Tracker mortgages, like fixed rate mortgages, are typically a temporary feature of the repayment plan, and will extend for a set number of years. After this period, the mortgage usually reverts to the First Direct SVR, although there are some cases in which a “lifetime tracker” mortgage is available.
An innovative way for borrowers to save money on their mortgages is through an offset mortgage plan. These relatively new types of loan reward borrowers who remain solvent, and can afford to keep a large pot of savings on hand. Unlike many mortgages, which require borrowers to repay interest on the total outstanding loan throughout the term, an offset mortgage allows the borrower to deduct their savings from the total amount of loan outstanding. Because they’re only paying interest on a smaller amount, this can save a considerable amount on their monthly mortgage payments, and can make all the difference.
For example, if a family has £150,000 remaining on their home loan, but has managed to put away £20,000 in savings, they can offset these against their mortgage capital. They’ll then only be charged interest on the remaining £130,000, which represents a substantial saving. Think of it like this; for every percentage point of interest they would have been charged on the £20,000 they’re not paying interest on, they would have had to pay £200. Depending on their mortgage deal, this could represent over a thousand pounds per year, and the best thing is that their money is still completely free for their own use; it isn’t tied up in a scheme, or locked away in a First Direct vault. If they decide to go off on holiday, or buy a new car, or need to repair their home, they can use their savings to do so.
One of the best ways for homeowners to save on their mortgages is to repay early. Because interest constitutes a large portion of the total cost of each mortgage, any chunk that can be repaid ahead of time will save a considerable amount over the course of the mortgage. Of course, not every homeowner is going to have the funds available to pay back a substantial portion of their mortgage ahead of time, but the option is still very valuable and, should the opportunity arise, can be a great way to save.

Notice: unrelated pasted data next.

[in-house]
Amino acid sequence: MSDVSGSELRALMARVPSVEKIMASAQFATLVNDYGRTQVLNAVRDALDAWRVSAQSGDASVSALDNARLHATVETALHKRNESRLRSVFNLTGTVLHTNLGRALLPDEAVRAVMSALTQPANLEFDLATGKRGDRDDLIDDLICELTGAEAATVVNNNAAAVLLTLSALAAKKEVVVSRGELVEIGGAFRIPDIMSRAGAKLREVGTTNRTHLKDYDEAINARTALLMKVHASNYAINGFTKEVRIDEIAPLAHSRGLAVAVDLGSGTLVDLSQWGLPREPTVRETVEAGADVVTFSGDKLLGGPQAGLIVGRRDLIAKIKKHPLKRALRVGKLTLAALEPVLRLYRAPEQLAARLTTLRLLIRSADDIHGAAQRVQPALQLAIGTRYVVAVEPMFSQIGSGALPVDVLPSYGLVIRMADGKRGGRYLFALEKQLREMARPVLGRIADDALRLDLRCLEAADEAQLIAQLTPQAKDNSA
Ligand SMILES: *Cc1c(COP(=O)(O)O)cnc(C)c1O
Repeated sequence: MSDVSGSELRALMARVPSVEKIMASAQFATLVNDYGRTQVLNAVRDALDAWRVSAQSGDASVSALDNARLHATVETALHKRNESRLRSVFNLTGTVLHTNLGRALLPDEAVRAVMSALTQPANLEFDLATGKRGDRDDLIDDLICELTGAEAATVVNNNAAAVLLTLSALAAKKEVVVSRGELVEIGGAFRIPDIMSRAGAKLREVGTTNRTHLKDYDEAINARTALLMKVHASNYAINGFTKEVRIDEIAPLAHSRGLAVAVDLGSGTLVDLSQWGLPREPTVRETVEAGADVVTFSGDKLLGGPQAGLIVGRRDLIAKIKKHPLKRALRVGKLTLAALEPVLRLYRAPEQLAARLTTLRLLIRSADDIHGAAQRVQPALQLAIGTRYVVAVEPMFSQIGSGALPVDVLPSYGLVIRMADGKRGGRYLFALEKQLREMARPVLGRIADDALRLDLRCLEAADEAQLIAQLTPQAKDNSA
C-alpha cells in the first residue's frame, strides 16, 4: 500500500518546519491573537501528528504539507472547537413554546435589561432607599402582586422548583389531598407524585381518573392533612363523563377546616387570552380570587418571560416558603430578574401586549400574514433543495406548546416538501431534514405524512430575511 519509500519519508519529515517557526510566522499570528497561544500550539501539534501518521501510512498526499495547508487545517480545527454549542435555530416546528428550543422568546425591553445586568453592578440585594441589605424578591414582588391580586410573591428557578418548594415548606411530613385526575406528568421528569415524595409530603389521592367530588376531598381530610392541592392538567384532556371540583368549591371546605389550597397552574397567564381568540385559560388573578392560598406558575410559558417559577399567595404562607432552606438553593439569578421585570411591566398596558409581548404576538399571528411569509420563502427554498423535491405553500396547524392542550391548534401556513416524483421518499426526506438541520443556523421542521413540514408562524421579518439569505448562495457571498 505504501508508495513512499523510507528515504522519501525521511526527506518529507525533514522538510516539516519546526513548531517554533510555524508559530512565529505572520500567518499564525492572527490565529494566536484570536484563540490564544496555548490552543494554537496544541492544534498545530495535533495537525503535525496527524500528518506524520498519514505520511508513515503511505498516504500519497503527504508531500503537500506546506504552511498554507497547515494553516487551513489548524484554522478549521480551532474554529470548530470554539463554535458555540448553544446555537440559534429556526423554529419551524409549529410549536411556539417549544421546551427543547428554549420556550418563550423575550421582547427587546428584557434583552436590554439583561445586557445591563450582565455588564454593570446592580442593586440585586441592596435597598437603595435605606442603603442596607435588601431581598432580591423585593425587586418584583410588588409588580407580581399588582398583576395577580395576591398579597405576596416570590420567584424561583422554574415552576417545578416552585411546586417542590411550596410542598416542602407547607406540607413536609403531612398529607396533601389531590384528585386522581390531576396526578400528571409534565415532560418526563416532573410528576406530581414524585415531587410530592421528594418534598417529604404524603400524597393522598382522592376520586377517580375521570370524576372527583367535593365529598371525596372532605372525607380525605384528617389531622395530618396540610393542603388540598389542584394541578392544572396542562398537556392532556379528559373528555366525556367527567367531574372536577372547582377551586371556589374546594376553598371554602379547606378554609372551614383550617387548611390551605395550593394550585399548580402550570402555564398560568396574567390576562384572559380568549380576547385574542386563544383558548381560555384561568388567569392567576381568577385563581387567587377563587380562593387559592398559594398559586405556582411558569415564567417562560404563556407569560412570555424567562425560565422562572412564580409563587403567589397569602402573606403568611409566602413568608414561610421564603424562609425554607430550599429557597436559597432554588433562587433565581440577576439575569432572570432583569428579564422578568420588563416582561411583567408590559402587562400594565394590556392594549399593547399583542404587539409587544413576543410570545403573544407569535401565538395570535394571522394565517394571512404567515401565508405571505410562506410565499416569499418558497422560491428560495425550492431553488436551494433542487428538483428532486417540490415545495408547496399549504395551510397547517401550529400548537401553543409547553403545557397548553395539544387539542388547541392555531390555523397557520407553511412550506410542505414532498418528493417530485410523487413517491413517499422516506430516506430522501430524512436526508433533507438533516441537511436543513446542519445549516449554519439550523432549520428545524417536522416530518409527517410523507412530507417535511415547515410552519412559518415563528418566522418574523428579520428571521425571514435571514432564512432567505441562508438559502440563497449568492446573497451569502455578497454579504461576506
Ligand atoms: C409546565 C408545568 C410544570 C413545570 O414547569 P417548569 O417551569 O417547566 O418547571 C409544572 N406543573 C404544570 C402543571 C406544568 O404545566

However, mortgage providers often exact a charge for early repayments, and the rules surrounding the early repayment of a mortgage can be complex. First Direct offers a variety of different loans which permit differing amounts of flexibility in payments, but there is typically a fee associated with repaying the loan in full before the term has expired. However, it is still possible to reduce the monthly payments necessary without incurring charges, in some cases.
First Direct mortgages are also available with no upfront costs through their “fee saver” products, which remove the cost of arranging the mortgage. These products are suitable for first time buyers who are stretching to make their deposit as large as possible, and don’t have the cash on hand to pay for more fees up front. However, it’s important to bear in mind that these fee saver products typically attract a marginally higher interest rate than comparable mortgages, so the convenience of saving on fees is often matched by higher monthly payments.
First Direct is one of the most forward-thinking banks operating within the UK today, and their willingness to embrace technological development is an example to others in their field. Not only that, but they couple this drive for progress with a deep-seated respect for their customers, and a desire to show them that they really matter. Many businesses content themselves with simply saying that they put the customer first – at First Direct, however, they clearly demonstrate that their customers are their number one concern.